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Liquid Tension Experiment - Liquid Tension Experiment 2 CD (album) cover


Liquid Tension Experiment


Progressive Metal

4.10 | 582 ratings

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Prog Reviewer
5 stars A series of well thought through jam sessions with jazzy, proggy and metal bits

Seven months after releasing their relatively successful debut album, Mike Portnoy decides to once again summon the legendary bassist Tony Levin, the keyboard virtuoso Jordan Rudess and his fellow bandmate and guitarist John Petrucci to record another album in a week for the Liquid Tension Experiment project, that would be known later as Liquid Tension Experiment 2. This time, however, the songs took much longer to be composed and recorded because, in the early stages of rehearsing, jamming and composing, John Petrucci's daughter was born, and that made him be outside the studio for a wile.

With more time in their hands to rehearsal, jam and compose, the trio Rudess, Levin and Portnoy came up with a lot of material that would be reworked or used as the base for other songs. That, for one side, is very good because the songs in this album seem to be better structured, making the album sound more like something that was completely finished, that was well thought through, that was prepared to be the best thing possible. For the other side, however, the project lost its meaning partially, because it was meant to be something raw and completely spontaneous, and that spontaneity was partially lost because they had more time to prepare their material. I mean, they recorded the songs between October and November of 98, so they had much more time to do things.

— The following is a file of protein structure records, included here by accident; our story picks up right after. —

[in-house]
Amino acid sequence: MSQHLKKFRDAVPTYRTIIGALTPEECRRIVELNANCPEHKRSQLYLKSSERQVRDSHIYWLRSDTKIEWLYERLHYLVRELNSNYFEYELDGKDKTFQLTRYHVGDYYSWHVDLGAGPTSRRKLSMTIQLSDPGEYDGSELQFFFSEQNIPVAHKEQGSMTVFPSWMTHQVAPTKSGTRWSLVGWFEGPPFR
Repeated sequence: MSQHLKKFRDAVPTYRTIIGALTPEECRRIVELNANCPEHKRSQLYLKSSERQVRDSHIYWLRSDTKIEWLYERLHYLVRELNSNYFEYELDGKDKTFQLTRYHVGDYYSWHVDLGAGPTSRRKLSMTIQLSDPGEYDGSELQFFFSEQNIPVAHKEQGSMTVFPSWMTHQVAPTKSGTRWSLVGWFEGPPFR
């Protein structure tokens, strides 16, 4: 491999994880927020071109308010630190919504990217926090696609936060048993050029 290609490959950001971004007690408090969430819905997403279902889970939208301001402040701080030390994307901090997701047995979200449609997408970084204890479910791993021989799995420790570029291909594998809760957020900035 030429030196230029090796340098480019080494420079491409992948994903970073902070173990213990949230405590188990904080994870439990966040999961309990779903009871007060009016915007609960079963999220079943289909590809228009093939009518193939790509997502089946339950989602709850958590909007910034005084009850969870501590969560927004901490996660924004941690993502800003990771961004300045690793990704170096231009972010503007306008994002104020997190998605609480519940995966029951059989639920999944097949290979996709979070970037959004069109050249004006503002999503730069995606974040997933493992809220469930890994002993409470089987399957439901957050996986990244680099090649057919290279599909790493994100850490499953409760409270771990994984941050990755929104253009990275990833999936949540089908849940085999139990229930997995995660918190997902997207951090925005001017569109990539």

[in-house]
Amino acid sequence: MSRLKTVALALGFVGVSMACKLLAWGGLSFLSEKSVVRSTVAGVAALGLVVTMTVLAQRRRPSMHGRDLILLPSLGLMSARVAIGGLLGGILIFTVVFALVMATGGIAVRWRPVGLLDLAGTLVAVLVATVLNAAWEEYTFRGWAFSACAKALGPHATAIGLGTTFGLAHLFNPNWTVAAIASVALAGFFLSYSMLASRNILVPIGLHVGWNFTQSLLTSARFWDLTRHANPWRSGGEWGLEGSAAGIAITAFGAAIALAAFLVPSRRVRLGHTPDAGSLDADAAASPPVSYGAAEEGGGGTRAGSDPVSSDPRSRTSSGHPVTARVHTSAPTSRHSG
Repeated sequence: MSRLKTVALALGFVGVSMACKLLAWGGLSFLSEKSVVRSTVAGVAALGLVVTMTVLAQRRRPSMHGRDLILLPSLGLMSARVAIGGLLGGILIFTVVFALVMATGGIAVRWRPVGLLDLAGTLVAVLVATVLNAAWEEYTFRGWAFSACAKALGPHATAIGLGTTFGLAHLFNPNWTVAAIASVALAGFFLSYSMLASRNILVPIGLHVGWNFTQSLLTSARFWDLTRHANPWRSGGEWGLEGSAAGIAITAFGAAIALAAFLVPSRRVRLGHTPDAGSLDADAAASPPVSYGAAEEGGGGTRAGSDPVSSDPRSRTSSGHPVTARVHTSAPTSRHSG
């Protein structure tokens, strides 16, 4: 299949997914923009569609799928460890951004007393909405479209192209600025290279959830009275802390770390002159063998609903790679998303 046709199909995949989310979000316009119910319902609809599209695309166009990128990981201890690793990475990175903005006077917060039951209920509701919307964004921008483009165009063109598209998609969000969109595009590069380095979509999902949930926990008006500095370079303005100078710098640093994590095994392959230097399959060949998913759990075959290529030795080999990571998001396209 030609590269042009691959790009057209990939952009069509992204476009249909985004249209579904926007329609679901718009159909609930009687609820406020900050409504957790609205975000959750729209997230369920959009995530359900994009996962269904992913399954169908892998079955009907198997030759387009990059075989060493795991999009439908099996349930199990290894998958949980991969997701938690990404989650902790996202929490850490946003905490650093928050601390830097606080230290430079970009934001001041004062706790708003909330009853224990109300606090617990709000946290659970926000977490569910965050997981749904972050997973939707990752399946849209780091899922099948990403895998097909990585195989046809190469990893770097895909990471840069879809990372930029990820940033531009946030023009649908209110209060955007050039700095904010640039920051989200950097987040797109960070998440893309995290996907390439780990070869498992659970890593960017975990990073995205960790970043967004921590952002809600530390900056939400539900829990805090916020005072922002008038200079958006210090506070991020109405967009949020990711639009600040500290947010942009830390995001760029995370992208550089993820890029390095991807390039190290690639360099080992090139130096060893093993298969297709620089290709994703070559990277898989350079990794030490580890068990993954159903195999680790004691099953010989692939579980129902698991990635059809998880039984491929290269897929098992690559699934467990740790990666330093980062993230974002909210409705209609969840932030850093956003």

This Liquid Tension Experiment album, much like the first one, blended essentially 3 different music genres: jazz fusion, progressive rock and metal, but here we have more than only those. A considerable dosage of latin music and, in a smaller degree, folk music were added to the mix, making this album even more different. Also, the jazz element is stronger in this album than it was in Liquid Tension Experiment 1. Still comparing both Liquid Tension Experiment albums, the second one have a considerable darker atmosphere than the first one and sounds, overall, heavier, maybe due to the darker mood.

At first i was going to make a list of the highlights of the album, but then i realized that the whole album is just very very good, so i will say that every song of this album is great and deserve equal attention.

On a side note, i would like to say that this album was also very important to do Dream Theater, as it was during the recording sessions of this album that John Petrucci and Mike Portnoy asked for Jordan Rudess to be a full-time member of Dream Theater, and this time he accepted. With Jordan as a full-time member of the band Dream Theater started a new phase that continues until today. However, Dream Theater present production is definitely not as good as this first 3 years with Jordan Rudess were (97-99).

Grade and Final Thoughts

What a great album! The original Liquid Tension Experiment studio albums never cease to amaze me every time i listen them. Great songs, great musicianship and, SPECIALLY, originality make both albums great albums. Though i personally like the first one better, the second album is definitely not far behind. Its only flaw, to me, is that it lack the freshness and spontaneity of the first album, but the first one still have its drawbacks. But do the better finished songs make up to it? Sure they do, and that is why i am giving this album a perfect score: it is a freaking amazing series of well thought through jam sessions.

CCVP | 5/5 |


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